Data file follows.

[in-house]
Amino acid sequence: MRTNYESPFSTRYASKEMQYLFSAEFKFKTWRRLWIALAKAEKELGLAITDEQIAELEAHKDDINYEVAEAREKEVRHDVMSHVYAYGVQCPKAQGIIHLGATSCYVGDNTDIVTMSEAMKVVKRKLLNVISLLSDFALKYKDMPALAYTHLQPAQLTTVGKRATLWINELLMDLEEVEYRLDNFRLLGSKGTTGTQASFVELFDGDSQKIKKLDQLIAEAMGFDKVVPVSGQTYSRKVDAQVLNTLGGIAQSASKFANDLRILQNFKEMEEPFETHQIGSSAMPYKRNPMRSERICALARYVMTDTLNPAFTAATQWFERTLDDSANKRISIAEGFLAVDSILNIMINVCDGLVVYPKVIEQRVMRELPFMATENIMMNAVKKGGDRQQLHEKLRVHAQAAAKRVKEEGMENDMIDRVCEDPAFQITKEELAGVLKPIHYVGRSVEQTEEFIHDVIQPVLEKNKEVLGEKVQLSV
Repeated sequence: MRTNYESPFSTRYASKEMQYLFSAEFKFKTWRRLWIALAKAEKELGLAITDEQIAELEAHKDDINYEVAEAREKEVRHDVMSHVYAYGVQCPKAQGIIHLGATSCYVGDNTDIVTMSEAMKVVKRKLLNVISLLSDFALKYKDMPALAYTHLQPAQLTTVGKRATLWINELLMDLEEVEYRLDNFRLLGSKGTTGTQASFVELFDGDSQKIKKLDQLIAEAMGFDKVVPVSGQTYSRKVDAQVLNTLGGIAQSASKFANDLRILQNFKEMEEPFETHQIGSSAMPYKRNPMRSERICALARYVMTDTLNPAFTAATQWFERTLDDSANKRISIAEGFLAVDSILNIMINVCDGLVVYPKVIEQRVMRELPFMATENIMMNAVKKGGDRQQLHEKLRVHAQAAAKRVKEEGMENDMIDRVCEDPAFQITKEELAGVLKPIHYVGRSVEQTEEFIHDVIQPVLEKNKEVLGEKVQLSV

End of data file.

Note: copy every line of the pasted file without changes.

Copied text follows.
[in-house]
Amino acid sequence: MRTNYESPFSTRYASKEMQYLFSAEFKFKTWRRLWIALAKAEKELGLAITDEQIAELEAHKDDINYEVAEAREKEVRHDVMSHVYAYGVQCPKAQGIIHLGATSCYVGDNTDIVTMSEAMKVVKRKLLNVISLLSDFALKYKDMPALAYTHLQPAQLTTVGKRATLWINELLMDLEEVEYRLDNFRLLGSKGTTGTQASFVELFDGDSQKIKKLDQLIAEAMGFDKVVPVSGQTYSRKVDAQVLNTLGGIAQSASKFANDLRILQNFKEMEEPFETHQIGSSAMPYKRNPMRSERICALARYVMTDTLNPAFTAATQWFERTLDDSANKRISIAEGFLAVDSILNIMINVCDGLVVYPKVIEQRVMRELPFMATENIMMNAVKKGGDRQQLHEKLRVHAQAAAKRVKEEGMENDMIDRVCEDPAFQITKEELAGVLKPIHYVGRSVEQTEEFIHDVIQPVLEKNKEVLGEKVQLSV
Repeated sequence: MRTNYESPFSTRYASKEMQYLFSAEFKFKTWRRLWIALAKAEKELGLAITDEQIAELEAHKDDINYEVAEAREKEVRHDVMSHVYAYGVQCPKAQGIIHLGATSCYVGDNTDIVTMSEAMKVVKRKLLNVISLLSDFALKYKDMPALAYTHLQPAQLTTVGKRATLWINELLMDLEEVEYRLDNFRLLGSKGTTGTQASFVELFDGDSQKIKKLDQLIAEAMGFDKVVPVSGQTYSRKVDAQVLNTLGGIAQSASKFANDLRILQNFKEMEEPFETHQIGSSAMPYKRNPMRSERICALARYVMTDTLNPAFTAATQWFERTLDDSANKRISIAEGFLAVDSILNIMINVCDGLVVYPKVIEQRVMRELPFMATENIMMNAVKKGGDRQQLHEKLRVHAQAAAKRVKEEGMENDMIDRVCEDPAFQITKEELAGVLKPIHYVGRSVEQTEEFIHDVIQPVLEKNKEVLGEKVQLSV